We read online texts differently to how we read printed newspapers: Online, we quickly skim through the most important paragraphs, filter through the relevant information, and click on the next link. The requirements for a text are clear: information must be easily and quickly found. The most effective way to achieve this is by using the inverted pyramid principle. Our article explains what this...
Anybody who deals with a website or a company’s online presence will sooner or later have to deal with the issue of web usability. This complicated-sounding term describes how user-friendly a website is in general. In effect, the objective of every website is to present visitors with the most useful platform for finding and using information, entertainment, products, etc. The site should be easy to use and offer something to the user; be it value, info, or something else. While in theory this might sound quite easy, in reality there are several necessary and important steps that are required in order to achieve measurable success. In terms of web usability, the decisive factor above all is website navigation that can then complement the web design and content in a meaningful way.
- Website navigation structures: The key to user-friendliness
- Navigation structure – the fundamentals of web usability
- Optimal navigation: Website examples and explanation
- Better website navigation through design and content
- Summary: Your website lives on navigation, design, and content
Website navigation structures: The key to user-friendliness
There is a widespread misunderstanding out there when it comes to the topic of website structure; apparently, it should either be a sort of clickable “business card”, or else a tremendous work of art that should amaze all viewers with its optical extravagance. Anyone who thinks like this is a long way off the right approach and aims of good online marketing. First and foremost, websites are interactive communication channels that increase awareness of people, businesses, products, services, brands, artists, etc. This is done by attaining a large reach and then convincing users of the quality of content and/or products. This premise is valid for everything from private blogs to commercial online stores.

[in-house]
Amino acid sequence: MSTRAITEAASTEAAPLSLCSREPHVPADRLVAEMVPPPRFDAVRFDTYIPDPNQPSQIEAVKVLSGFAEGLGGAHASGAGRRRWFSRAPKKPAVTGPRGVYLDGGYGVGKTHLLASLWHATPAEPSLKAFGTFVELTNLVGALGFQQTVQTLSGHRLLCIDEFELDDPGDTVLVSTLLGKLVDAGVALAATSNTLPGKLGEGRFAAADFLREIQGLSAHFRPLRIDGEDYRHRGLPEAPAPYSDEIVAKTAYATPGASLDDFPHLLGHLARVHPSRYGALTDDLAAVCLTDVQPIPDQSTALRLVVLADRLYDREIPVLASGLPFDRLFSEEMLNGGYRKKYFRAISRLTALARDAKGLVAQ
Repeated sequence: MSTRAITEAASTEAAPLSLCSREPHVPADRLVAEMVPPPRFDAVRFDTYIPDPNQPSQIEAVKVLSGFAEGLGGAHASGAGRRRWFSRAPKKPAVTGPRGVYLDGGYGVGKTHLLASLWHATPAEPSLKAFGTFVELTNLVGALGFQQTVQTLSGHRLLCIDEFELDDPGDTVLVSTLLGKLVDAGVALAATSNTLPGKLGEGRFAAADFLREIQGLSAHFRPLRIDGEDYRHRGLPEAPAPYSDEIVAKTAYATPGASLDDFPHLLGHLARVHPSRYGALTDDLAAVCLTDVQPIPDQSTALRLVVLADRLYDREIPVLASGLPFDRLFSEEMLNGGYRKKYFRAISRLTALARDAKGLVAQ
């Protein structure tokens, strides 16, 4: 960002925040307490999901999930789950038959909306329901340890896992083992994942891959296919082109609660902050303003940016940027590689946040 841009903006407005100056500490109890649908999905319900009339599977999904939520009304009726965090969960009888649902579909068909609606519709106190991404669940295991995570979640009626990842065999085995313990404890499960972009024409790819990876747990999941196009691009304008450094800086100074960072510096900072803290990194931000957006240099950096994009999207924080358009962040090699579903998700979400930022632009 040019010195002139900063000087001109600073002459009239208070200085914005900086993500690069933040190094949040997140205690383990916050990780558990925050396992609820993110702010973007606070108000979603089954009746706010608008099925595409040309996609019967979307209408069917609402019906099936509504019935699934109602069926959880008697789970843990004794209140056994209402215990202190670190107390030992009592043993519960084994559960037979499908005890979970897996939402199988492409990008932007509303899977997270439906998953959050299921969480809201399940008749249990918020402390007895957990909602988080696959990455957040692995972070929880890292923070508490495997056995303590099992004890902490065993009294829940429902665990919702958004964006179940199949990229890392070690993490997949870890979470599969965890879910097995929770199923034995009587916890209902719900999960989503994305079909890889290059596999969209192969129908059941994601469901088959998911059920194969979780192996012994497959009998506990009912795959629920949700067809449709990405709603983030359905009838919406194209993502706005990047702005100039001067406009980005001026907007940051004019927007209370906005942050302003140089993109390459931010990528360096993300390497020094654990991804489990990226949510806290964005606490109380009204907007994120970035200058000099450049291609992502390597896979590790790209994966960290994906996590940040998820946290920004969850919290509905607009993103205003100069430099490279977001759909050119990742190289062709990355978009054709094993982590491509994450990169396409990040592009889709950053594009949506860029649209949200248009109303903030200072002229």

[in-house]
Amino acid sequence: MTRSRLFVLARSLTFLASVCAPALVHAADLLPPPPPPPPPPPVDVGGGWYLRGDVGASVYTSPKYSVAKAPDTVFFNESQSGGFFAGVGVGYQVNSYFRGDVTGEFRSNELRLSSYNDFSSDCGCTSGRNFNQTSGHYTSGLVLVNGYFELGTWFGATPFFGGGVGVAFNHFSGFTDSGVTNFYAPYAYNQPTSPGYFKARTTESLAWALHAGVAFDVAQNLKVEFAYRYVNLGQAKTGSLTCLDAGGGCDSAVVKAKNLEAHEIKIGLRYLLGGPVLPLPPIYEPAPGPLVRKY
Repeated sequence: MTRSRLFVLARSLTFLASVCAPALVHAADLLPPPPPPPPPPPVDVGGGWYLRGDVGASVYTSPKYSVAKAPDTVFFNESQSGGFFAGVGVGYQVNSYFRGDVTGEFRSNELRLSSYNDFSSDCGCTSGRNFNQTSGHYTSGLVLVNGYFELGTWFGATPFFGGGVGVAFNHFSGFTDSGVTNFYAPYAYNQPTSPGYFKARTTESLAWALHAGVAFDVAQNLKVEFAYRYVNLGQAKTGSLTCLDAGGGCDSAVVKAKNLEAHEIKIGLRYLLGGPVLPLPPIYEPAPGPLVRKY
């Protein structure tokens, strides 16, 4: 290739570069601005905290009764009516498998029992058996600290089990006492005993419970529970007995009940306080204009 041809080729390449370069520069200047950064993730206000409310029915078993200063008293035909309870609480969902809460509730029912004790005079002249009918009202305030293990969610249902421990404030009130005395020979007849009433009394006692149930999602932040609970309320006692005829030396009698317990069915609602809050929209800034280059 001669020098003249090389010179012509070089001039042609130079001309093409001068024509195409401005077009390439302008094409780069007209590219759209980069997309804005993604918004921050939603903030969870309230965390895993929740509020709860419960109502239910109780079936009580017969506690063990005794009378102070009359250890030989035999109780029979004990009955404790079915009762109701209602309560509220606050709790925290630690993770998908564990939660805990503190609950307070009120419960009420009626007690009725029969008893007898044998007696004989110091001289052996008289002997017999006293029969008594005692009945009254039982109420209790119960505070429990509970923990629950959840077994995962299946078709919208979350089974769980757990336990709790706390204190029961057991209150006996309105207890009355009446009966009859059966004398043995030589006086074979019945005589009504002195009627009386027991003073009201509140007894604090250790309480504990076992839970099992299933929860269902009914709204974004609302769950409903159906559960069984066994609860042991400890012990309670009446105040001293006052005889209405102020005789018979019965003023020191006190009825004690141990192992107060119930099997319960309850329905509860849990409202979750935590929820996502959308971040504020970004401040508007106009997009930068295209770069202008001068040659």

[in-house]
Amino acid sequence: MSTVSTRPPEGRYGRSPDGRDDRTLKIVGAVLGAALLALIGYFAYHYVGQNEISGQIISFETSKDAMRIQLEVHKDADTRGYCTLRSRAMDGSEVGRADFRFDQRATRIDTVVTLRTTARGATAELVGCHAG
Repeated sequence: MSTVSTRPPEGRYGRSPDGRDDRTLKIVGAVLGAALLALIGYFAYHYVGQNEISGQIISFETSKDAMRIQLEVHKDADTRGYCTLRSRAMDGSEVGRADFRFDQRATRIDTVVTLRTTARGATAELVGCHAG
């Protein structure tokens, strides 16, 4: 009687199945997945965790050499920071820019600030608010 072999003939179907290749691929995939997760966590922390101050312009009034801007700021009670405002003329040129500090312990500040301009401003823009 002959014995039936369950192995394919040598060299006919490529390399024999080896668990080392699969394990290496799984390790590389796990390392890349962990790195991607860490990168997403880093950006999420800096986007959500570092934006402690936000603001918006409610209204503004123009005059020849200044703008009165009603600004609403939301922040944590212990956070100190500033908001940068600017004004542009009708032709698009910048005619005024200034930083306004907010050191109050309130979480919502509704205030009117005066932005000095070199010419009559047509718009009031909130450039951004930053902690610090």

In order to make your website an online success, next to high-quality content and design, you also have to consider whether you have an optimal navigation structure. But exactly what is website navigation? What makes it good? What advantages does it bring? And how do you optimise it to bring more success (and turnover) to your website?
Navigation structure – the fundamentals of web usability
A navigation structure that is as clear as possible is the cornerstone of every successful website, as it is key to the visitor having a pleasurable experience. If a website’s structure allows someone to quickly and intuitively click through and find what it is that they are looking for, then it is much more likely that they will be open to becoming a regular customer or user of what the website is offering. In order for your website to be user-friendly enough that people will want to linger on it (i.e., a website that catches someone’s interest and interacts with them), it requires the following essentials:
Clear structure: users should be able to figure out the structure of the website and get their bearings
Intuitive interface: with very few clicks, users should be able to arrive at the goal of their search (e.g. information, products, services, etc.)
Understandable and useful content: as well as being comprehensible for users, it should also be relevant to them and/or provide solutions